My name’s Élie Chich and I’m Emmanuelle’s right-hand person. I’ve assisted her with all her projects for the past two years.

Can you tell us about your background?

I have a triple education (history of art – especially medieval art and arte povera in Rome – fine arts and law), which gives me a lot of fluidity in my work. I see things through different prisms. I combine practice and theory. After several experiences in the art market and in galleries, I became an independent curator around 2012-2013 and since then I have multiplied my projects.
I specialise in decorative arts from 1900 to 1950. I met Emmanuelle at Sciences-Po during one of her classes, and her work immediately interested me! She maintains a fascinating link with history, which is an endless source of inspiration. We share a real passion for arts and crafts, the relationship between art and decoration, and the place of art in the domestic environment.
Tell us about your art education.
It was medieval art that pushed me to study the history of art and arte povera. I have a global vision of art that is not limited to contemporary art. It also includes craftsmanship, for example. The cabins where I have spent so much time inspire me as much as the palaces or fortified castles. It is this meeting of high and low that interests me.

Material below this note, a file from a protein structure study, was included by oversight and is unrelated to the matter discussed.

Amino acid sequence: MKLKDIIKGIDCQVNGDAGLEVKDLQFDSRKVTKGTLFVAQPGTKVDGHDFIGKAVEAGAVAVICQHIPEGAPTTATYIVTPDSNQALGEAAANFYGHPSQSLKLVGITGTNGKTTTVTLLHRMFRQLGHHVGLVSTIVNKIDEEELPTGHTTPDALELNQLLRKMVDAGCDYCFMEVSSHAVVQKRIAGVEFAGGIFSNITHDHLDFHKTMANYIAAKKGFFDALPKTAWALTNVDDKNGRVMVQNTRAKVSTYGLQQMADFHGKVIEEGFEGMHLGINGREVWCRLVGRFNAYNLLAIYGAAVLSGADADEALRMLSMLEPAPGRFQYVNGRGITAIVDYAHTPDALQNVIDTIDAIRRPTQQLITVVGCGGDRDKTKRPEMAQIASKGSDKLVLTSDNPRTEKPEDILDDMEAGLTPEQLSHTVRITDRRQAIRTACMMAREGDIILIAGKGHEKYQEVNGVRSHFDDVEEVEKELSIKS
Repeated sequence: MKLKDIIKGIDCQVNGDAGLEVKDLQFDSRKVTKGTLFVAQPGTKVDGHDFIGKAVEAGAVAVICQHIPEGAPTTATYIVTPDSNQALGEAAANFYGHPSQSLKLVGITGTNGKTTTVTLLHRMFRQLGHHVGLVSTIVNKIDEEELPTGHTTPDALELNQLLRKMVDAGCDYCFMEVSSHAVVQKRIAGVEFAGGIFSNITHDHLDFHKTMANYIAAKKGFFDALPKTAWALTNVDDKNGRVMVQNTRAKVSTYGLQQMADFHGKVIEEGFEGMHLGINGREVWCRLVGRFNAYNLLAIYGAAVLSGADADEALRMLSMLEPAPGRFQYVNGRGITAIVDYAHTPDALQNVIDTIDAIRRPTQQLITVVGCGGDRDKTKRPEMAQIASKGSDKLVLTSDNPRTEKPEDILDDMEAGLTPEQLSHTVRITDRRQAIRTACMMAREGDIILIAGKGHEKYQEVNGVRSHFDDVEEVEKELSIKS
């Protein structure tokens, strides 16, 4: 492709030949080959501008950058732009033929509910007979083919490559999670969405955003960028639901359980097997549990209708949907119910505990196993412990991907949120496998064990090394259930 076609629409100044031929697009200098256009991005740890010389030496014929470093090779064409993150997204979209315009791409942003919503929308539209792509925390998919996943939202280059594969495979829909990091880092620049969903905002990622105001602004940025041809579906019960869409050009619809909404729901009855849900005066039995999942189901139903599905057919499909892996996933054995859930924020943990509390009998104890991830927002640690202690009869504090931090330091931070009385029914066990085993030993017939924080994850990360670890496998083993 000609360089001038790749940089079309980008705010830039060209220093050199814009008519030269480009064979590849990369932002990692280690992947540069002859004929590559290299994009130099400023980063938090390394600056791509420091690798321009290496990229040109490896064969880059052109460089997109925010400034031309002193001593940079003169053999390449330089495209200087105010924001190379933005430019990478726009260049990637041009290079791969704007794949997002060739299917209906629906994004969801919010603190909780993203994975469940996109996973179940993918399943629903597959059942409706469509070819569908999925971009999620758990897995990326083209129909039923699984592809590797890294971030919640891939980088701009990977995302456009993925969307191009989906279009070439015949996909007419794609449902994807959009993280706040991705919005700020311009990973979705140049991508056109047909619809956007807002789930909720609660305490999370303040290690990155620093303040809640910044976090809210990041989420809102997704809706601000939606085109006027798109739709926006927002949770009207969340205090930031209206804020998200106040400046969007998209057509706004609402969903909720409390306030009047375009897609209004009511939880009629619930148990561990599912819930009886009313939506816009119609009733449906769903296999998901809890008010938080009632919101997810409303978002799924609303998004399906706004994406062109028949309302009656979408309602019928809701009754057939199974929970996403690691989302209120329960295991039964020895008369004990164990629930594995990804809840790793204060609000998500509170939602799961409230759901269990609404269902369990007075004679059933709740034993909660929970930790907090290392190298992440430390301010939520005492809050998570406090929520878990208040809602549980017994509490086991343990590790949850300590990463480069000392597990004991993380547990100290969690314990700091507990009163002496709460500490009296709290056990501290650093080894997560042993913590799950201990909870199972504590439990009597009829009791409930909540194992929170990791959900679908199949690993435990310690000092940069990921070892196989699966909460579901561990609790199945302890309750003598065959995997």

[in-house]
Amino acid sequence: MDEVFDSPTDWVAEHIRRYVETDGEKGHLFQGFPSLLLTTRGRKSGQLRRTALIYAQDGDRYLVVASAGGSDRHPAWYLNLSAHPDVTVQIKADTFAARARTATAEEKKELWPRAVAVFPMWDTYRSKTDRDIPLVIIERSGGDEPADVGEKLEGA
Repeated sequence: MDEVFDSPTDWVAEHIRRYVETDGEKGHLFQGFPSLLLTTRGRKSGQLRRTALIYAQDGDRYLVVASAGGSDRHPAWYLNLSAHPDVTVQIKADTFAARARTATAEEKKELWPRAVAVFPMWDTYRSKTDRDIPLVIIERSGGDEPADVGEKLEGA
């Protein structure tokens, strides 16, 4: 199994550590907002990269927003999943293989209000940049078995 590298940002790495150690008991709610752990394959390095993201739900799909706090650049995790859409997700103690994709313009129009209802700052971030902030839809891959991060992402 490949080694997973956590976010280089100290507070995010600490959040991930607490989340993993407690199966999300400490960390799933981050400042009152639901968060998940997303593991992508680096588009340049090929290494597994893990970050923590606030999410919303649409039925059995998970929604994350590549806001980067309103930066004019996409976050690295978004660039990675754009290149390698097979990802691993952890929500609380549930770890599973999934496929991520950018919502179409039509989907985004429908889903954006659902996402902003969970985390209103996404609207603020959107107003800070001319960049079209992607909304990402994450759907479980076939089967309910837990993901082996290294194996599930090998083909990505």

I have always admired ‘beautiful objects’ and I very quickly had this desire to ‘touch’ them. The most important thing is to understand that they have a life outside of shop windows or museums!
The Southway Pavilion is a hybrid place dedicated to arts and crafts. Tell us about the genesis of this project.
After several temporary exhibitions (at Moco for Nicolas Bourriaud, at Mrac with Sandra Patron, or at MaMo for Ora Ïto) mobilising international artists (Sterling Ruby, Urs Fischer, Korakrit Arunanondchai in partnership with the Gagosian gallery), I needed a place to root my activities in a sustainable way. So I designed the Pavilion in a format that gives me greater flexibility for my projects, whether they are curatorial or production. More than elsewhere, my exhibitions become total works, always preceded by my research and seminars at Sciences-Po or the Beaux-Arts. A large part of our work also consists of orders for private interiors or architects. The Pavilion is therefore the best way to show our creations and our know-how! At the same time, we continue to organise exhibitions in France and abroad, such as at the Every Day Gallery in Antwerp (‘History of Fantasy’), or at Alexandra Romy’s (‘Too Fast too Knight’) in Zurich, this year.